(4) Smoke generator 41.--In addition to using several older types of smoke generators, the Germans employ a new type, the 41, to screen long buildings, bridges, battery positions, and other vital areas for periods up to 2 hours. The generator, a strong iron drum strengthened by two iron bands, has a double bottom and a removable lid, and is fitted externally with a spigot and a steel projection tube. Several pieces of necessary equipment are attached to the inside of the lid. In operation, compressed air expels the smoke acid (20 gallons). The empty weight of the generator is 280 pounds.

(5) Improvised smoke projector.--The Germans also have an improvised smoke projector which can fire a special smoke generator (known as model 34) as far as 547 yards.

b. Equipment of Smoke Troops1

Troops especially designated and trained as smoke units use the following equipment:

(1) Smoke mortars 35 and 40.--These are two different models of a 4.14-inch smoke mortar. The 35 fires a stream-lined bomb a distance of about 3,000 yards, whereas the 40 has a maximum range of some 6,500 yards.

(2) Smoke mortar d.--Although the Germans speak of one of their weapons--the Nebelwerfer d--as a mortar, it actually resembles a small gun, and has six barrels set in a circle like the chamber of a revolver. The mounting consists of a pair of rubber-tired wheels and a split trail. The barrels are not rifled, but have straight grooves inside them. The projectiles are 5.91-inch rockets, shaped like artillery shells. The six rounds are fired electrically at 1-second intervals. The rate of fire, including the time required to reload, is 6 rounds every 90 seconds. This weapon has a maximum range of 6,670 yards and can accommodate H.E. (high explosive), smoke, or gas-charged shells.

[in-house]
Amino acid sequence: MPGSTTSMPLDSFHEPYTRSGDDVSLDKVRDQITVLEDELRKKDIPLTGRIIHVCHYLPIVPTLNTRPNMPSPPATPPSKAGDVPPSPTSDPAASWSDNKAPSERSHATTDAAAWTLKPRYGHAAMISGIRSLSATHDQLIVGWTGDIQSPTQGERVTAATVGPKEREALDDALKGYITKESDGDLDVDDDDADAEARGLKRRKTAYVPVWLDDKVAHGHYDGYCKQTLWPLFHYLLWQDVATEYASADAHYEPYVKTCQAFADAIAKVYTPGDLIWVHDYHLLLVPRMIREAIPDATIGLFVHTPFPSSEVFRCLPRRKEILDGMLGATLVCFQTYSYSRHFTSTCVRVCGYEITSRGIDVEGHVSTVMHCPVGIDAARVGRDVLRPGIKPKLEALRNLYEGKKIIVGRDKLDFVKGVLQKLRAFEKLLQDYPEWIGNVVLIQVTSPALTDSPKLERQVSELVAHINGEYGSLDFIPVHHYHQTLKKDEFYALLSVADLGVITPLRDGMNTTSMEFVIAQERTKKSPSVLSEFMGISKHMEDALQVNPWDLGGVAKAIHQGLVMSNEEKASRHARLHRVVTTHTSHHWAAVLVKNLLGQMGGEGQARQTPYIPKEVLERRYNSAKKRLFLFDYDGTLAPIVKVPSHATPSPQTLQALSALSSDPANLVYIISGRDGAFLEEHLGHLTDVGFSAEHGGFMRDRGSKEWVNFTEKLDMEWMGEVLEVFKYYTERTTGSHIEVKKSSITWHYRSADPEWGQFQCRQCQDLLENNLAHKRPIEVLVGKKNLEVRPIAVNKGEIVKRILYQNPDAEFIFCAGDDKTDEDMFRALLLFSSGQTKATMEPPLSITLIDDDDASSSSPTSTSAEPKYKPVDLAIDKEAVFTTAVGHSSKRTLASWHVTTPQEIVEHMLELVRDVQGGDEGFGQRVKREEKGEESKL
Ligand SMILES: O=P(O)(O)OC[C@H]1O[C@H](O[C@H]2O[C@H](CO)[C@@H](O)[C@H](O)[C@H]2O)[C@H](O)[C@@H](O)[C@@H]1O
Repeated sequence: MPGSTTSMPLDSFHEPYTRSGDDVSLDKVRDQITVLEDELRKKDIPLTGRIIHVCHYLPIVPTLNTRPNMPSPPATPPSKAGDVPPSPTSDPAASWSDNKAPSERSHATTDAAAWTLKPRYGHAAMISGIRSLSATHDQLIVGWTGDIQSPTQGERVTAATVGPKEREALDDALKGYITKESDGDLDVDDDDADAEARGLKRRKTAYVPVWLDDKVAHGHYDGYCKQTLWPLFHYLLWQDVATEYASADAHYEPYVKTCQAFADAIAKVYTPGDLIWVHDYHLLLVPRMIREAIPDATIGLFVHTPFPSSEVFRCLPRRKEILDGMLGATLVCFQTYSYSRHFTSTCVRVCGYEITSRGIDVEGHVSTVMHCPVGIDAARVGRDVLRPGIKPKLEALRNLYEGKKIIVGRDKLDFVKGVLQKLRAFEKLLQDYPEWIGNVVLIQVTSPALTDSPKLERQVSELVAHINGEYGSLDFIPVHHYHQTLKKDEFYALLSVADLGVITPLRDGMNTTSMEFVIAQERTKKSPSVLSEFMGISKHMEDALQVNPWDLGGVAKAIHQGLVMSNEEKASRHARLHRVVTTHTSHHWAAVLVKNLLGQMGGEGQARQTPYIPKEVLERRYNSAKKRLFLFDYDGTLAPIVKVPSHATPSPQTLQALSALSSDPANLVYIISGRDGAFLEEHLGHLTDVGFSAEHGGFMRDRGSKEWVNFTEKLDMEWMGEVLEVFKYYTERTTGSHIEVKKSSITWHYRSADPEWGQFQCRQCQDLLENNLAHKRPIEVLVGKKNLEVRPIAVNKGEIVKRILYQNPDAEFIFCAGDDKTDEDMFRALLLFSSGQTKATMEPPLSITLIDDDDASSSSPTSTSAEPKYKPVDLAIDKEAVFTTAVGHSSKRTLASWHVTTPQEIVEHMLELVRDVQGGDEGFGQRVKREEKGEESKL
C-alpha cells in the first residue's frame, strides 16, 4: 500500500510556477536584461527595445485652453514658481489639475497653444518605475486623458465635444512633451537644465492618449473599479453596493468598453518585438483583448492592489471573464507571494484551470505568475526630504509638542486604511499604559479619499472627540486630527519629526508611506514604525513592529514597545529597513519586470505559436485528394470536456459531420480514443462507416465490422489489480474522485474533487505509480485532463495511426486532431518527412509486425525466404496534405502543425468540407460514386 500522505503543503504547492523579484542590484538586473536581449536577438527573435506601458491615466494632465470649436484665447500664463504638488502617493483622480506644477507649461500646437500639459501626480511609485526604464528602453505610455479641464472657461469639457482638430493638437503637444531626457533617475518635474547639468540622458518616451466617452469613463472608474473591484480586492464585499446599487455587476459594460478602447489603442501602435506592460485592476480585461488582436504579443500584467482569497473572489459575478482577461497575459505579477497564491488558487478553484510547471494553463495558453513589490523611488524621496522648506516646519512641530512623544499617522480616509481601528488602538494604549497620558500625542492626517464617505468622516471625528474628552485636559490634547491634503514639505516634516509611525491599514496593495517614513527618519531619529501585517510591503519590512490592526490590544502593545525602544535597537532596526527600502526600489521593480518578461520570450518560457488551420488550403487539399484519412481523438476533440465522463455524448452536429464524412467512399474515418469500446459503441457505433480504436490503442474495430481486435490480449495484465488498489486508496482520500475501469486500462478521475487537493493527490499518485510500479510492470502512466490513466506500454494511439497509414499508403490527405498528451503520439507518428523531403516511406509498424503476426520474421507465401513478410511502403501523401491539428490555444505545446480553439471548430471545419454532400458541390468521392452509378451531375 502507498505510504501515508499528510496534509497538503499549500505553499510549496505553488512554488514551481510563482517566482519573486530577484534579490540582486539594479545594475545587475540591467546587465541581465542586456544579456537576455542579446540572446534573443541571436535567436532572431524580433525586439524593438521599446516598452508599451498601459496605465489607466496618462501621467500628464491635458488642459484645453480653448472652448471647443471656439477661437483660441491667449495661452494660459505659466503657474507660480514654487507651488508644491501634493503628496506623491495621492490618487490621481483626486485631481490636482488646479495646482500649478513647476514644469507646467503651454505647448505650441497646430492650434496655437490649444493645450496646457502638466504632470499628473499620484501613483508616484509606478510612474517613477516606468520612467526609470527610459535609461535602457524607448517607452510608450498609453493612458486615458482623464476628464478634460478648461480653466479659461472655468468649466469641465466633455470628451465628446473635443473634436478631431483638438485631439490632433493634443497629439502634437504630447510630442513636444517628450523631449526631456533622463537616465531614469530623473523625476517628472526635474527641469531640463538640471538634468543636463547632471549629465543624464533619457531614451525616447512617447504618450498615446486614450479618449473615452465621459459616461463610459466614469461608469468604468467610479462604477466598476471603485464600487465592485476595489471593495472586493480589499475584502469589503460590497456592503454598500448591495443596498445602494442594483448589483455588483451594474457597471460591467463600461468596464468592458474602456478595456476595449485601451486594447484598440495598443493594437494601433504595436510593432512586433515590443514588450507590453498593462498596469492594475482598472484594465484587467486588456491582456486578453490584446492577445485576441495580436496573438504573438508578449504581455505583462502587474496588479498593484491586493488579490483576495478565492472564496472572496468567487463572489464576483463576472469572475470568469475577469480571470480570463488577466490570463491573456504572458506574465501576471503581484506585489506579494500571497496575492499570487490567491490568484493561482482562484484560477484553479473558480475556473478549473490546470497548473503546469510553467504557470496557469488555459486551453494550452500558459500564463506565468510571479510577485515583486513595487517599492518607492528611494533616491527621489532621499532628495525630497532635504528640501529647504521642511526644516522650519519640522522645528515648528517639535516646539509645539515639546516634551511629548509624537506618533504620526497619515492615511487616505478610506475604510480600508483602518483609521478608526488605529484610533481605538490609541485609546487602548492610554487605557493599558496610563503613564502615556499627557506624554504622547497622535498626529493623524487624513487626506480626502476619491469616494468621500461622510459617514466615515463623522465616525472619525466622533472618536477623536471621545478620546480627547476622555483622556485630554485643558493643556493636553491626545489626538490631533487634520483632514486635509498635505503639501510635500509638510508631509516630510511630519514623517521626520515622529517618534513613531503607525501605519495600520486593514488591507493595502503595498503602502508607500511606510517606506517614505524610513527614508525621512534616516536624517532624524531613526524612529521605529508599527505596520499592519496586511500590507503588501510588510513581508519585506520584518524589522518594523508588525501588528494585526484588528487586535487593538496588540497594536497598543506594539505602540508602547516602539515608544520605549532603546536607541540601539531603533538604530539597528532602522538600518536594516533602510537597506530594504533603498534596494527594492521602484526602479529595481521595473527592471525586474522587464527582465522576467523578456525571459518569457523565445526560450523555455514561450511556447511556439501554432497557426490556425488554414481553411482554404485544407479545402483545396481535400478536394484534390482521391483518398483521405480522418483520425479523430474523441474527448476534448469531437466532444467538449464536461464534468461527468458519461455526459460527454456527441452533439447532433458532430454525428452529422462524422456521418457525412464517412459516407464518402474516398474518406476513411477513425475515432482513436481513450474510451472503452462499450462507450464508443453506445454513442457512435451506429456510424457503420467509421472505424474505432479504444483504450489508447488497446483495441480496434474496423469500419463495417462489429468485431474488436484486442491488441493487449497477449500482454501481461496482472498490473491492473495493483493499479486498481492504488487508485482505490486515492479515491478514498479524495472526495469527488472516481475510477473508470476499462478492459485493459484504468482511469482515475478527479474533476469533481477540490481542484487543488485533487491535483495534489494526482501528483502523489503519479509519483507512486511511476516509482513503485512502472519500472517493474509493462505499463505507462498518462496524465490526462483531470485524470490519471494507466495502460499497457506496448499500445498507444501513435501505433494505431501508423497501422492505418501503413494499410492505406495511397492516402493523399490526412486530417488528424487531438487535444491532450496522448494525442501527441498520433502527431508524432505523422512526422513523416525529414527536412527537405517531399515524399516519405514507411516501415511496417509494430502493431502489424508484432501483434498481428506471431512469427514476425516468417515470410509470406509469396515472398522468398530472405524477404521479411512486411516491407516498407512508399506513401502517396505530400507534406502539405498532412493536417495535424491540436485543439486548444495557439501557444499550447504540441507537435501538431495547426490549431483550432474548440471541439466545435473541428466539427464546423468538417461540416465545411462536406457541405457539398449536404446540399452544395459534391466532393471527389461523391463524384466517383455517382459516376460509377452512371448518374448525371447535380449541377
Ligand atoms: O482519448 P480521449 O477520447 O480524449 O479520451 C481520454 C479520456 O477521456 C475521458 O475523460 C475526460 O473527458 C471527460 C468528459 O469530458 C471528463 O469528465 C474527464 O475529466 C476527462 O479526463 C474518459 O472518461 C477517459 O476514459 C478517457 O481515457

(3) Smoke vehicle.--A special smoke vehicle, built on a 3-ton semi-tracked chassis, is equipped to carry a large number of smoke generators in racks, from which they can be removed rapidly for use.


Army and corps commanders allot smoke troops, equipment, and ammunition to subordinate formations for large-scale screening operations. It is customary for the division commander to decide on the use of smoke and how it is to be coordinated with artillery fire and troop movements. Concentrated effect, as in other arms of the service, is what the Germans usually aim for when they employ smoke. The extent, object, duration, and direction of the smoke screen are contained in the commander's orders. When smoke is required in limited areas, it is generally furnished by smoke-producing ammunition fired by the combat units themselves.

Captured documents indicate that the Germans fully realize how greatly the use of smoke may hinder the work of nearby friendly troops and supporting weapons. Independent use of smoke is permitted only when the effect of the smoke is limited to the area of the command using it. In other cases, the use of smoke is regulated by a higher commander than those immediately concerned.